Cinco de Mayo (Thursday, May 5) is celebrated in Mexico and the United States.
While some who might not be fully familiar with the holiday’s origins refer to it as “Mexico’s Independence Day,” the holiday actually commemorates a specific victory by Mexico in the Second Franco-Mexican War: the Battle of Puebla.
On May 5, 1862, the Mexican army defeated a French force twice as large at Puebla, preventing the French from reaching Mexico City. Though it was not a war-winning battle, the victory rejuvenated Mexican forces and helped the country secure an alliance with the Union to eventually force the French to withdraw.
In Mexico, the holiday is primarily celebrated in the state of Puebla. It is known there as El Día de la Batalla de Puebla (“The Day of the Battle of Puebla”). Festivities include reenactments of the battle and military parades. The holiday was brought to the United States the next year by Mexican-Americans in California, who celebrated to show solidarity with Mexico against the French. From there, it became an annual tradition.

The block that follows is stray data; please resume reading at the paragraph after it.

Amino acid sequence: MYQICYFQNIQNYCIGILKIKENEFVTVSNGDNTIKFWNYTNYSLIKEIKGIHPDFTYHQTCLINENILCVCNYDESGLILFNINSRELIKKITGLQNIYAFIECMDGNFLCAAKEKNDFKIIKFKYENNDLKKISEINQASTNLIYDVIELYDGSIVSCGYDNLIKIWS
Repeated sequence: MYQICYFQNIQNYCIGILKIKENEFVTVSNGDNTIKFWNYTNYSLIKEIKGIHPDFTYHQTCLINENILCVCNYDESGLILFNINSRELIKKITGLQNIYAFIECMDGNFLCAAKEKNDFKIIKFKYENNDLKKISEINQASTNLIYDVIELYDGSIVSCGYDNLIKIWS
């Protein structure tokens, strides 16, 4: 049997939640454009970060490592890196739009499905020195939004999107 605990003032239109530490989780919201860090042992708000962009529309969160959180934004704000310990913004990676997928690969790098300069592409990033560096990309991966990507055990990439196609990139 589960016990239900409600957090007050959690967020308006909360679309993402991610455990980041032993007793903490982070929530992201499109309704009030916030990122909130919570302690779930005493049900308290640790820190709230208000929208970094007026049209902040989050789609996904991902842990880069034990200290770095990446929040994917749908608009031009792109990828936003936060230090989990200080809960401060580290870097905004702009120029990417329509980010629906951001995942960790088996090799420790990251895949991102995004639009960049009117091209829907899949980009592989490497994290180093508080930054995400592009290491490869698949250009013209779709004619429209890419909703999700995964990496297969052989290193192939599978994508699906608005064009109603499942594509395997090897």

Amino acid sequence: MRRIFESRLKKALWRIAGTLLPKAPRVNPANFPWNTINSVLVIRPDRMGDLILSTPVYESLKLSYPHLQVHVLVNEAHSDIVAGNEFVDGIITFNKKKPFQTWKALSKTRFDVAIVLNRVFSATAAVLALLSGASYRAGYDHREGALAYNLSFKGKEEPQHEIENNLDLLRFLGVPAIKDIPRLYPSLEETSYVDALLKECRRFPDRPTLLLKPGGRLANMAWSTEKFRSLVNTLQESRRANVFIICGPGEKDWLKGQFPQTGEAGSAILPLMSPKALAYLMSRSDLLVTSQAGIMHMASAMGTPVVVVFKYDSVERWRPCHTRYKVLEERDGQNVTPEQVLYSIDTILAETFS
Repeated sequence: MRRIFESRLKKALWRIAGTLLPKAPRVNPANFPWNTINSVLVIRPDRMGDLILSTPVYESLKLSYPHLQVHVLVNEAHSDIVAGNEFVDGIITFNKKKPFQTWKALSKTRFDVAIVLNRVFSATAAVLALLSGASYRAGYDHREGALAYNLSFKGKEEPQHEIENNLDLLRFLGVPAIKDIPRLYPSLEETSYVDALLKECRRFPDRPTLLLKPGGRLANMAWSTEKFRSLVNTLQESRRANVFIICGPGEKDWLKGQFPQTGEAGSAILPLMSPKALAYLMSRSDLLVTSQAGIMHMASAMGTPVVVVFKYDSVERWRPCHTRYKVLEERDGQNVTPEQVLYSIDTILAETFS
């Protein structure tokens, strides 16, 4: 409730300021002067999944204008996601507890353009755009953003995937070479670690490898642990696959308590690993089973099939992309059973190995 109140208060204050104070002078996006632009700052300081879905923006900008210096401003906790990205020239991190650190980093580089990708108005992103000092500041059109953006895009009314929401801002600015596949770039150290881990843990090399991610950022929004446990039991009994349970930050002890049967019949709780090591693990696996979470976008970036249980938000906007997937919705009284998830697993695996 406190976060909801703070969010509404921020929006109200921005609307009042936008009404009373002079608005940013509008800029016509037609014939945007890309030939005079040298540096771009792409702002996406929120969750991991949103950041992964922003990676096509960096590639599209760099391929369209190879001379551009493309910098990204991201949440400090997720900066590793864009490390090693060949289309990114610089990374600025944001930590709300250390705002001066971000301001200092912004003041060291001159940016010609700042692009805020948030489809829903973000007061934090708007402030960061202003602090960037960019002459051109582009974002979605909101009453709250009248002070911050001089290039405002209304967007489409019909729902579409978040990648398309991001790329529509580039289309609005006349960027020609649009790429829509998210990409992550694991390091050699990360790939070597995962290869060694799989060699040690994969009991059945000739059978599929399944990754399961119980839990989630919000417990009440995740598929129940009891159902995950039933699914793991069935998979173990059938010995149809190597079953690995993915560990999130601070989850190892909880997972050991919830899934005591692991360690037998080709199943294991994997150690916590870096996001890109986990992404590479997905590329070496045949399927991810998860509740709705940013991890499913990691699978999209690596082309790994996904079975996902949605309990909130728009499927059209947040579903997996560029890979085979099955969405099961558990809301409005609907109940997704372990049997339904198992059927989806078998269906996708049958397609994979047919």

Today it is celebrated with great fervor in the U.S., especially in areas with large Latino communities such as New York City, as a celebration of Mexican history and culture as a whole. Because it is not a federal holiday, businesses, transportation, and government buildings will be open as usual.
After decades of cultural blend, American observance of Cinco de Mayo has become as much commercial as patriotic. Expect Mexican restaurants and bars to be busy on this day, and expect to see plenty of parties being thrown. Typically, there will be a Cinco de Mayo parade on the weekend before or after the holiday.
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